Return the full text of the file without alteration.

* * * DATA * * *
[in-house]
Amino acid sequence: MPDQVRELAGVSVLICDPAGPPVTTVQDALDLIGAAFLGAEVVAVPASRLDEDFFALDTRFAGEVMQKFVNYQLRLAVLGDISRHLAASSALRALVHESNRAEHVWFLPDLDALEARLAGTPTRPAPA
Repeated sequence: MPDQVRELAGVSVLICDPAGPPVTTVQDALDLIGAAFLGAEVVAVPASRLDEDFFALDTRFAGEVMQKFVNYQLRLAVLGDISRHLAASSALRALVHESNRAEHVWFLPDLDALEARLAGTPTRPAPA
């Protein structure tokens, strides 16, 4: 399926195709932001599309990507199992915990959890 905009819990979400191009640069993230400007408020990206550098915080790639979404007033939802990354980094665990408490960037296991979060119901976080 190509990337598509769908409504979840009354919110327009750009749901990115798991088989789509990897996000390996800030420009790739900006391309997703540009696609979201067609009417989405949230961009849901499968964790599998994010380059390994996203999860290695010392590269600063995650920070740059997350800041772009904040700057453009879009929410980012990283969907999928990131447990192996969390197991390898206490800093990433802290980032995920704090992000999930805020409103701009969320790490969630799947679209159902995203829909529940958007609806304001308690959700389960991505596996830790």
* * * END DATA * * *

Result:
[in-house]
Amino acid sequence: MPDQVRELAGVSVLICDPAGPPVTTVQDALDLIGAAFLGAEVVAVPASRLDEDFFALDTRFAGEVMQKFVNYQLRLAVLGDISRHLAASSALRALVHESNRAEHVWFLPDLDALEARLAGTPTRPAPA
Repeated sequence: MPDQVRELAGVSVLICDPAGPPVTTVQDALDLIGAAFLGAEVVAVPASRLDEDFFALDTRFAGEVMQKFVNYQLRLAVLGDISRHLAASSALRALVHESNRAEHVWFLPDLDALEARLAGTPTRPAPA
């Protein structure tokens, strides 16, 4: 399926195709932001599309990507199992915990959890 905009819990979400191009640069993230400007408020990206550098915080790639979404007033939802990354980094665990408490960037296991979060119901976080 190509990337598509769908409504979840009354919110327009750009749901990115798991088989789509990897996000390996800030420009790739900006391309997703540009696609979201067609009417989405949230961009849901499968964790599998994010380059390994996203999860290695010392590269600063995650920070740059997350800041772009904040700057453009879009929410980012990283969907999928990131447990192996969390197991390898206490800093990433802290980032995920704090992000999930805020409103701009969320790490969630799947679209159902995203829909529940958007609806304001308690959700389960991505596996830790």